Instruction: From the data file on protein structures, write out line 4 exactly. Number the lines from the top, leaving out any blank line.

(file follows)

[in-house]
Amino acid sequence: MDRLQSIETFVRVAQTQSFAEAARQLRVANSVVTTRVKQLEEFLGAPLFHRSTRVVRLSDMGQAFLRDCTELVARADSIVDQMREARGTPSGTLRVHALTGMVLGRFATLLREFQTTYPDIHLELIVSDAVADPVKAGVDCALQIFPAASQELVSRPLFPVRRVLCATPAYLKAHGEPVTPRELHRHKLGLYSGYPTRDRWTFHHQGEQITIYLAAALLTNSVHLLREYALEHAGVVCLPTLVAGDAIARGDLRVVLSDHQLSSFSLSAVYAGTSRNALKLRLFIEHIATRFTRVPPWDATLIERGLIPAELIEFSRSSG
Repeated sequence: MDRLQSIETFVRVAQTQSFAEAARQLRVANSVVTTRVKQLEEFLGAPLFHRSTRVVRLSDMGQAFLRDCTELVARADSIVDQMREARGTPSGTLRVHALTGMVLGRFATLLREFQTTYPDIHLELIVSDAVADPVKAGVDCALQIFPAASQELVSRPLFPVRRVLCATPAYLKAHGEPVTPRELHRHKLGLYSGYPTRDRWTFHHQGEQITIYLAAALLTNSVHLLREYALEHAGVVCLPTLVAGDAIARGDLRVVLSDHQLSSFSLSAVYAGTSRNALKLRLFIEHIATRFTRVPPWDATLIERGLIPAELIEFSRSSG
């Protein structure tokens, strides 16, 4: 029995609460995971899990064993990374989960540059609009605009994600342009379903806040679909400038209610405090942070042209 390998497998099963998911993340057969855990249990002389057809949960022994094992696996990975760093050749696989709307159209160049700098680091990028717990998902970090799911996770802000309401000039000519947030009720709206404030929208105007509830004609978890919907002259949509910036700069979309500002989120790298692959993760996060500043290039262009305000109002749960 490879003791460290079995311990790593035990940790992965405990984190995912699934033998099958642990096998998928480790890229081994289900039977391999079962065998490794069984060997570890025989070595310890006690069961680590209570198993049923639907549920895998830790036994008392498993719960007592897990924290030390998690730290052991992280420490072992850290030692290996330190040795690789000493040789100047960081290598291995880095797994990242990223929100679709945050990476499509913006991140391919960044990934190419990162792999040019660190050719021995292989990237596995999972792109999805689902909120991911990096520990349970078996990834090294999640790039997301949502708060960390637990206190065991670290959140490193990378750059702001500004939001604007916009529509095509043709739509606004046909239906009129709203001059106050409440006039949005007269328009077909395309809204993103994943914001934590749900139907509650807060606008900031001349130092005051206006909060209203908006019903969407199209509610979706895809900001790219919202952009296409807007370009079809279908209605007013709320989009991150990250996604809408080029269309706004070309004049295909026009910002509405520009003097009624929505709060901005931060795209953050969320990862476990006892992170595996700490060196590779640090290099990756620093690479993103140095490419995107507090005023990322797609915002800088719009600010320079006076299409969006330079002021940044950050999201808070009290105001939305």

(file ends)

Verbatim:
């Protein structure tokens, strides 16, 4: 029995609460995971899990064993990374989960540059609009605009994600342009379903806040679909400038209610405090942070042209 390998497998099963998911993340057969855990249990002389057809949960022994094992696996990975760093050749696989709307159209160049700098680091990028717990998902970090799911996770802000309401000039000519947030009720709206404030929208105007509830004609978890919907002259949509910036700069979309500002989120790298692959993760996060500043290039262009305000109002749960 490879003791460290079995311990790593035990940790992965405990984190995912699934033998099958642990096998998928480790890229081994289900039977391999079962065998490794069984060997570890025989070595310890006690069961680590209570198993049923639907549920895998830790036994008392498993719960007592897990924290030390998690730290052991992280420490072992850290030692290996330190040795690789000493040789100047960081290598291995880095797994990242990223929100679709945050990476499509913006991140391919960044990934190419990162792999040019660190050719021995292989990237596995999972792109999805689902909120991911990096520990349970078996990834090294999640790039997301949502708060960390637990206190065991670290959140490193990378750059702001500004939001604007916009529509095509043709739509606004046909239906009129709203001059106050409440006039949005007269328009077909395309809204993103994943914001934590749900139907509650807060606008900031001349130092005051206006909060209203908006019903969407199209509610979706895809900001790219919202952009296409807007370009079809279908209605007013709320989009991150990250996604809408080029269309706004070309004049295909026009910002509405520009003097009624929505709060901005931060795209953050969320990862476990006892992170595996700490060196590779640090290099990756620093690479993103140095490419995107507090005023990322797609915002800088719009600010320079006076299409969006330079002021940044950050999201808070009290105001939305």